Although remittance receipts in Bhutan and Maldives are small in absolute and relative terms, amounting to $4.8 million and $4.0 million, respectively, they have notably been increasing steadily in the past few years.
Turkey was one of the subregion’s largest remittance recipients in the 1980s and 1990s but this inflow plummeted in 2000. The decline was attributed to a number of factors, including among others, increasing unemployment in Germany—the main country of destination for Turkish labour migrants—decreasing links between second generation migrants and their country of origin, and the ageing diaspora populations. At the same time, the financial infrastructure in Turkey improved significantly and specifically designed products that targeted the diaspora population. Research conducted in the 1980s indicated that attempts by the Government of Turkey to attract higher levels of remittances were largely unsuccessful. Instead, the main determinants of remittances to Turkey were employment prospects in Germany as well as the political situation in the country—remittances increased with the perception that the funds would be utilized effectively (Straubhaar 1986). A more recent study confirmed that the level of remittance flows was dependent on the economic situation in the country of destination, Germany, but indicated that the economic situation in Turkey only had limited influence (Akkoyunlu and Kholodilintantin 2006).
Bhutan and Maldives are the only countries in the subregion with larger remittance outflows than inflows. In Bhutan, $82 million of worker’s remittances were sent from the country in 2010 while in Maldives, remittance outflows rose steadily over an extended period of time, peaking at $125 million in 2008 and easing to $110 million in 2010 (World Bank 2011).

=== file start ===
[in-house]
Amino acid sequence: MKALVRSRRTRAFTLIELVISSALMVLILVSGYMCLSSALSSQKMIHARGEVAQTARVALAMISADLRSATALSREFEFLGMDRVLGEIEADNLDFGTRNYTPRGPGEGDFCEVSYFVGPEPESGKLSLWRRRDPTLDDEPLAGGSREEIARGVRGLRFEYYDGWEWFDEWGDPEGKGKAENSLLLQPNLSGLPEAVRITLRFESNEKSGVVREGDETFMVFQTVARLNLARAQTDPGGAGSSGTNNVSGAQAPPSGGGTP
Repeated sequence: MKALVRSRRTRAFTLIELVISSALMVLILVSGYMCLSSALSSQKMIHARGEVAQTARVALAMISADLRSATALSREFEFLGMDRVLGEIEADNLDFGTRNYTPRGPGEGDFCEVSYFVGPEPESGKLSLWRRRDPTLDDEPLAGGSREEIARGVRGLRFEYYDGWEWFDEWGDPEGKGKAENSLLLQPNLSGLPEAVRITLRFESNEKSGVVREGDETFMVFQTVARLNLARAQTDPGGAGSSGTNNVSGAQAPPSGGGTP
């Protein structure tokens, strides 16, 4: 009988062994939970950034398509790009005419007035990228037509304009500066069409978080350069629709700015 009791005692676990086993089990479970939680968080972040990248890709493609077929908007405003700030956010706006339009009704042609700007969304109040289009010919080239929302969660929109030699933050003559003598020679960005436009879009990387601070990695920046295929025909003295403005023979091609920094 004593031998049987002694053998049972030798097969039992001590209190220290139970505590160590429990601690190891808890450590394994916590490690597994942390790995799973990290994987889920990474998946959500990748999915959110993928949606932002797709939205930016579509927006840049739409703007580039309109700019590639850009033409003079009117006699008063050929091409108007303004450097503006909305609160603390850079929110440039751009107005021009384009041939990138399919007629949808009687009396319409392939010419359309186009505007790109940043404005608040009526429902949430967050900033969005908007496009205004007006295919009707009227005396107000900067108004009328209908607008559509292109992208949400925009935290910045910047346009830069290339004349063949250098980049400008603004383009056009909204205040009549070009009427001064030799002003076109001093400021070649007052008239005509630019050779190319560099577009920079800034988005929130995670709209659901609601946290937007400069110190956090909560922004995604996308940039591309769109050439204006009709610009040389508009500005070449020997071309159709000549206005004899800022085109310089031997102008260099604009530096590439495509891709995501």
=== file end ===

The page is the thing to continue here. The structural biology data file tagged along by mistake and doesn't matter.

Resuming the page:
Regarding Afghanistan, where reliable data on remittances are not available, the role of remittances can only be roughly estimated. A large number of Afghans live abroad, a majority of whom are refugees in the Islamic Republic of Iran or Pakistan, with limited ability to earn money and thus remit funds.
However, some of them have obtained refugee status in Europe and North America, putting them in a financial position to make remittances. According to household surveys, remittances play a large role in many Afghan households and most likely make a significant contribution to the economy (Jayawardhana and Jayaweera forthcoming). Thus, harnessing diaspora investment for the country’s development could be of increasing importance for the country.
4 The member States of the GCC are Bahrain, Kuwait, Oman, Qatar, Saudi Arabia and United Arab Emirates.